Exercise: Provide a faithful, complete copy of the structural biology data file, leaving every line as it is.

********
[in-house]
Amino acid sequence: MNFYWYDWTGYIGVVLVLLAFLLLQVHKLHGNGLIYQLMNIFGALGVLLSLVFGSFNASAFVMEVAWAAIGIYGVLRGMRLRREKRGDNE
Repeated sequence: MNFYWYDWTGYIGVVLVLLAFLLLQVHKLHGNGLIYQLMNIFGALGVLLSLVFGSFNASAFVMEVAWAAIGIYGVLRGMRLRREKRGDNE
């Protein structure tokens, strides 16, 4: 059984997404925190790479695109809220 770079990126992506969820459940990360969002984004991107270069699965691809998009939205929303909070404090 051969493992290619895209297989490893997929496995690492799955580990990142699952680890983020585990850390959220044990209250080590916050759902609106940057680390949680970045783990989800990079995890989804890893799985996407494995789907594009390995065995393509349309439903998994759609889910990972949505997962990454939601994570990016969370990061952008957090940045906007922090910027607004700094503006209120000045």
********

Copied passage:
[in-house]
Amino acid sequence: MNFYWYDWTGYIGVVLVLLAFLLLQVHKLHGNGLIYQLMNIFGALGVLLSLVFGSFNASAFVMEVAWAAIGIYGVLRGMRLRREKRGDNE
Repeated sequence: MNFYWYDWTGYIGVVLVLLAFLLLQVHKLHGNGLIYQLMNIFGALGVLLSLVFGSFNASAFVMEVAWAAIGIYGVLRGMRLRREKRGDNE
């Protein structure tokens, strides 16, 4: 059984997404925190790479695109809220 770079990126992506969820459940990360969002984004991107270069699965691809998009939205929303909070404090 051969493992290619895209297989490893997929496995690492799955580990990142699952680890983020585990850390959220044990209250080590916050759902609106940057680390949680970045783990989800990079995890989804890893799985996407494995789907594009390995065995393509349309439903998994759609889910990972949505997962990454939601994570990016969370990061952008957090940045906007922090910027607004700094503006209120000045």